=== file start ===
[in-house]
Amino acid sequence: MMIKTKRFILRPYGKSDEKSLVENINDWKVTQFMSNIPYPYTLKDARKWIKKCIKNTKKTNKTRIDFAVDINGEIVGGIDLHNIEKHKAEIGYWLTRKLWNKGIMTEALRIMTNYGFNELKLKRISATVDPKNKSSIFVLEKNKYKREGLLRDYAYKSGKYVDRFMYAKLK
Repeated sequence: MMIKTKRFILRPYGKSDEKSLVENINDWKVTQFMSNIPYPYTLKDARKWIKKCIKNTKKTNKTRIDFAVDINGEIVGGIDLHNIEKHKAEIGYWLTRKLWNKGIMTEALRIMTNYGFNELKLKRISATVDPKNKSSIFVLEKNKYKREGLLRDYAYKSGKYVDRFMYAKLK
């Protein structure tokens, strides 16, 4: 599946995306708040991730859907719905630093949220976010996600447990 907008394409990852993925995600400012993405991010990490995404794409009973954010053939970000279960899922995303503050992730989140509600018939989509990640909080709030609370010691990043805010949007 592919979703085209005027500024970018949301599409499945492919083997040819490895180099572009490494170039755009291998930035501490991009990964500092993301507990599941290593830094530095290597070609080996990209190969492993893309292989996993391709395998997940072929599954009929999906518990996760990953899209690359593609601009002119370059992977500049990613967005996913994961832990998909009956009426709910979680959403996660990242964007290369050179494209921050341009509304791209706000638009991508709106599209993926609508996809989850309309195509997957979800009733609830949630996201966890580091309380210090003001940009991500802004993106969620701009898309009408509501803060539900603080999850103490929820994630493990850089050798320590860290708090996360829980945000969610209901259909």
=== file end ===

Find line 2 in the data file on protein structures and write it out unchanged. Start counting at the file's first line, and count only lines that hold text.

Amino acid sequence: MMIKTKRFILRPYGKSDEKSLVENINDWKVTQFMSNIPYPYTLKDARKWIKKCIKNTKKTNKTRIDFAVDINGEIVGGIDLHNIEKHKAEIGYWLTRKLWNKGIMTEALRIMTNYGFNELKLKRISATVDPKNKSSIFVLEKNKYKREGLLRDYAYKSGKYVDRFMYAKLK